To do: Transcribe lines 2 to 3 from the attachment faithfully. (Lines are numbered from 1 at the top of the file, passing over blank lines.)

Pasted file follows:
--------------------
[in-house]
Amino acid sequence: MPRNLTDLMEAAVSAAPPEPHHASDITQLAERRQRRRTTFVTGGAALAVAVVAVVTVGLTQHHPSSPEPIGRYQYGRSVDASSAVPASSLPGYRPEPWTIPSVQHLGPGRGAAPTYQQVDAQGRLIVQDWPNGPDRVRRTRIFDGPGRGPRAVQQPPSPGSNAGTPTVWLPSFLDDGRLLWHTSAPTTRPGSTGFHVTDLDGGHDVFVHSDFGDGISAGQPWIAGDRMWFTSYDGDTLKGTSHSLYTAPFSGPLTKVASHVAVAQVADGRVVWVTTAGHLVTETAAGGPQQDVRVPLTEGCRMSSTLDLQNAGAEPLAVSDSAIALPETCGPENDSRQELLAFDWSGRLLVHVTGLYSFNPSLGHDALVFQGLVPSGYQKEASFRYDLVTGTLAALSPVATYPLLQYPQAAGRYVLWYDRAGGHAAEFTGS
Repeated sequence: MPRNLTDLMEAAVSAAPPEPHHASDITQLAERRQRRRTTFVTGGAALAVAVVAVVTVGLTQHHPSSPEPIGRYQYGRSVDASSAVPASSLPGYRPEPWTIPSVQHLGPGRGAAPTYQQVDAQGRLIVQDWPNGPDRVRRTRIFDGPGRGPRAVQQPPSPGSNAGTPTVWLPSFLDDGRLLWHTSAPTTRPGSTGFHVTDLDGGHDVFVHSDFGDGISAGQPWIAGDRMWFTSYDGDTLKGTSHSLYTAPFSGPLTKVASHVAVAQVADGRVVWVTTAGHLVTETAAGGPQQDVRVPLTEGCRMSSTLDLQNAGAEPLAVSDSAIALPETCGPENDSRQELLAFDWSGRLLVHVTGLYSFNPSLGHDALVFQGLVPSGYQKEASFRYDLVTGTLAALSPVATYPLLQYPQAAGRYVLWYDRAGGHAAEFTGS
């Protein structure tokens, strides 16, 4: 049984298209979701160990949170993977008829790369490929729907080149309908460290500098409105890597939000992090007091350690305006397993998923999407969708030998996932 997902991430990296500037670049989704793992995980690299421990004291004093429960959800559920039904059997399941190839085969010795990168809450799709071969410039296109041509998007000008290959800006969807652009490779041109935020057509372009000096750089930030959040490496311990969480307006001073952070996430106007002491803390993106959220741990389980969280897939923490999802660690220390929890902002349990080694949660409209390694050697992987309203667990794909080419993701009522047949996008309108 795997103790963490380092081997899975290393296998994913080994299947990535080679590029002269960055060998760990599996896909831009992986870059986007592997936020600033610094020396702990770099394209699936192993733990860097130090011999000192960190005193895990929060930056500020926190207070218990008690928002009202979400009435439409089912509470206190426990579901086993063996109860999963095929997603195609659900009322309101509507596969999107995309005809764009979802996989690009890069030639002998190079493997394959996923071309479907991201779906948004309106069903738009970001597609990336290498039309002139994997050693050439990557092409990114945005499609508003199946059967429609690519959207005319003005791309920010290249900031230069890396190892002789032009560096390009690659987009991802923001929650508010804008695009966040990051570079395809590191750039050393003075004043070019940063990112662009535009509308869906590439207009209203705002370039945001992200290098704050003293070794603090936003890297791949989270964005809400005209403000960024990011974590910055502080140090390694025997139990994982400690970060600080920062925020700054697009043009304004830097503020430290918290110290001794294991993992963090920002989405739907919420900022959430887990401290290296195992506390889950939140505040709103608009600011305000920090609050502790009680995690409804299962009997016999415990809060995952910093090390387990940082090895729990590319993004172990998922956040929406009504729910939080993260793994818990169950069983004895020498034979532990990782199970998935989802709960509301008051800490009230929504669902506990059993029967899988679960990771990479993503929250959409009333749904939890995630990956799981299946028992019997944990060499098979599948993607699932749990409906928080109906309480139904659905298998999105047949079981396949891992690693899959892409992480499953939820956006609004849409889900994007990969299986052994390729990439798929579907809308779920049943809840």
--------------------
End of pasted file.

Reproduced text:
Amino acid sequence: MPRNLTDLMEAAVSAAPPEPHHASDITQLAERRQRRRTTFVTGGAALAVAVVAVVTVGLTQHHPSSPEPIGRYQYGRSVDASSAVPASSLPGYRPEPWTIPSVQHLGPGRGAAPTYQQVDAQGRLIVQDWPNGPDRVRRTRIFDGPGRGPRAVQQPPSPGSNAGTPTVWLPSFLDDGRLLWHTSAPTTRPGSTGFHVTDLDGGHDVFVHSDFGDGISAGQPWIAGDRMWFTSYDGDTLKGTSHSLYTAPFSGPLTKVASHVAVAQVADGRVVWVTTAGHLVTETAAGGPQQDVRVPLTEGCRMSSTLDLQNAGAEPLAVSDSAIALPETCGPENDSRQELLAFDWSGRLLVHVTGLYSFNPSLGHDALVFQGLVPSGYQKEASFRYDLVTGTLAALSPVATYPLLQYPQAAGRYVLWYDRAGGHAAEFTGS
Repeated sequence: MPRNLTDLMEAAVSAAPPEPHHASDITQLAERRQRRRTTFVTGGAALAVAVVAVVTVGLTQHHPSSPEPIGRYQYGRSVDASSAVPASSLPGYRPEPWTIPSVQHLGPGRGAAPTYQQVDAQGRLIVQDWPNGPDRVRRTRIFDGPGRGPRAVQQPPSPGSNAGTPTVWLPSFLDDGRLLWHTSAPTTRPGSTGFHVTDLDGGHDVFVHSDFGDGISAGQPWIAGDRMWFTSYDGDTLKGTSHSLYTAPFSGPLTKVASHVAVAQVADGRVVWVTTAGHLVTETAAGGPQQDVRVPLTEGCRMSSTLDLQNAGAEPLAVSDSAIALPETCGPENDSRQELLAFDWSGRLLVHVTGLYSFNPSLGHDALVFQGLVPSGYQKEASFRYDLVTGTLAALSPVATYPLLQYPQAAGRYVLWYDRAGGHAAEFTGS